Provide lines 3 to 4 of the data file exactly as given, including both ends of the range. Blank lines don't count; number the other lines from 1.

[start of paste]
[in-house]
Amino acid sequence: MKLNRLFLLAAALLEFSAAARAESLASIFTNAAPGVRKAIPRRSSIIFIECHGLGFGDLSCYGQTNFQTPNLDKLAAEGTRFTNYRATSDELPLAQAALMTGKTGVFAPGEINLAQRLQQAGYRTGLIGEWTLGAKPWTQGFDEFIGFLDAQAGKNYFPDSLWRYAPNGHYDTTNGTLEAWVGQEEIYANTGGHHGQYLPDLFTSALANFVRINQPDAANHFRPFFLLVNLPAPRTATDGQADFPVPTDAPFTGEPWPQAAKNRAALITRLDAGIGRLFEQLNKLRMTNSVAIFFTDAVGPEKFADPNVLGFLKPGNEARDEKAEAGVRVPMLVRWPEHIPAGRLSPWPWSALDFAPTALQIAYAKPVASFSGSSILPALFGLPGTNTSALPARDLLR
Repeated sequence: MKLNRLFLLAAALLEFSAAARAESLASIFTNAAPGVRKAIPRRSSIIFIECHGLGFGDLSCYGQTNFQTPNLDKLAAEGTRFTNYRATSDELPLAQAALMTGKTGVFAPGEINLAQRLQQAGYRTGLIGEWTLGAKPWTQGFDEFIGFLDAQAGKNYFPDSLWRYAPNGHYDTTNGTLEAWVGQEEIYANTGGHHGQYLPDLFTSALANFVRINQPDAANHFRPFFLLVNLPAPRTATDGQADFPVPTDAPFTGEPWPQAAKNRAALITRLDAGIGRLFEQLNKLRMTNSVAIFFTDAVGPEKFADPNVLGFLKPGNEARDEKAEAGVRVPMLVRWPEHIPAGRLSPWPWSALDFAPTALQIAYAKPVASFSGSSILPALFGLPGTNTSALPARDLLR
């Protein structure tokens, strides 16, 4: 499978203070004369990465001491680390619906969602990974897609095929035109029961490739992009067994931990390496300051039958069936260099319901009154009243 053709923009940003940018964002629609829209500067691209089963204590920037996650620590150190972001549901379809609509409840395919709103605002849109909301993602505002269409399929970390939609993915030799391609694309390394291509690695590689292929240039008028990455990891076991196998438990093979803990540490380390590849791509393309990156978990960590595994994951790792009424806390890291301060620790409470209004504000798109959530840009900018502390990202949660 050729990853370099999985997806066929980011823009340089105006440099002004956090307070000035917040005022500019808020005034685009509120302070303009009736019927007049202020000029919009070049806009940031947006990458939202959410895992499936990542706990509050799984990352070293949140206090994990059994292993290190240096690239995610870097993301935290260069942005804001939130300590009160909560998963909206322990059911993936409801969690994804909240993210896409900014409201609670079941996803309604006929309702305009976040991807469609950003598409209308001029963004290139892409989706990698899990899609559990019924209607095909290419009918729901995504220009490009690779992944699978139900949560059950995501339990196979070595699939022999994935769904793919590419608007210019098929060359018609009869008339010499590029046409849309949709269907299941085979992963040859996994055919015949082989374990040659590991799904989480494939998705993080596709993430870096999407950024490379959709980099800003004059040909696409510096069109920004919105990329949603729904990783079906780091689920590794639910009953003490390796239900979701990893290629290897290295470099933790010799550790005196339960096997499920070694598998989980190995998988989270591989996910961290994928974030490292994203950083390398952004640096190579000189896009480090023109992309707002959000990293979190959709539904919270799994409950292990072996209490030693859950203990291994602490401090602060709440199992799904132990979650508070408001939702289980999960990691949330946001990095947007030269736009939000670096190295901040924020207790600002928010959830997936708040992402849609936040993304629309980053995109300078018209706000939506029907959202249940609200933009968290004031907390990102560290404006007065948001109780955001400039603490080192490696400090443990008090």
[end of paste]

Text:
Repeated sequence: MKLNRLFLLAAALLEFSAAARAESLASIFTNAAPGVRKAIPRRSSIIFIECHGLGFGDLSCYGQTNFQTPNLDKLAAEGTRFTNYRATSDELPLAQAALMTGKTGVFAPGEINLAQRLQQAGYRTGLIGEWTLGAKPWTQGFDEFIGFLDAQAGKNYFPDSLWRYAPNGHYDTTNGTLEAWVGQEEIYANTGGHHGQYLPDLFTSALANFVRINQPDAANHFRPFFLLVNLPAPRTATDGQADFPVPTDAPFTGEPWPQAAKNRAALITRLDAGIGRLFEQLNKLRMTNSVAIFFTDAVGPEKFADPNVLGFLKPGNEARDEKAEAGVRVPMLVRWPEHIPAGRLSPWPWSALDFAPTALQIAYAKPVASFSGSSILPALFGLPGTNTSALPARDLLR
């Protein structure tokens, strides 16, 4: 499978203070004369990465001491680390619906969602990974897609095929035109029961490739992009067994931990390496300051039958069936260099319901009154009243 053709923009940003940018964002629609829209500067691209089963204590920037996650620590150190972001549901379809609509409840395919709103605002849109909301993602505002269409399929970390939609993915030799391609694309390394291509690695590689292929240039008028990455990891076991196998438990093979803990540490380390590849791509393309990156978990960590595994994951790792009424806390890291301060620790409470209004504000798109959530840009900018502390990202949660 050729990853370099999985997806066929980011823009340089105006440099002004956090307070000035917040005022500019808020005034685009509120302070303009009736019927007049202020000029919009070049806009940031947006990458939202959410895992499936990542706990509050799984990352070293949140206090994990059994292993290190240096690239995610870097993301935290260069942005804001939130300590009160909560998963909206322990059911993936409801969690994804909240993210896409900014409201609670079941996803309604006929309702305009976040991807469609950003598409209308001029963004290139892409989706990698899990899609559990019924209607095909290419009918729901995504220009490009690779992944699978139900949560059950995501339990196979070595699939022999994935769904793919590419608007210019098929060359018609009869008339010499590029046409849309949709269907299941085979992963040859996994055919015949082989374990040659590991799904989480494939998705993080596709993430870096999407950024490379959709980099800003004059040909696409510096069109920004919105990329949603729904990783079906780091689920590794639910009953003490390796239900979701990893290629290897290295470099933790010799550790005196339960096997499920070694598998989980190995998988989270591989996910961290994928974030490292994203950083390398952004640096190579000189896009480090023109992309707002959000990293979190959709539904919270799994409950292990072996209490030693859950203990291994602490401090602060709440199992799904132990979650508070408001939702289980999960990691949330946001990095947007030269736009939000670096190295901040924020207790600002928010959830997936708040992402849609936040993304629309980053995109300078018209706000939506029907959202249940609200933009968290004031907390990102560290404006007065948001109780955001400039603490080192490696400090443990008090």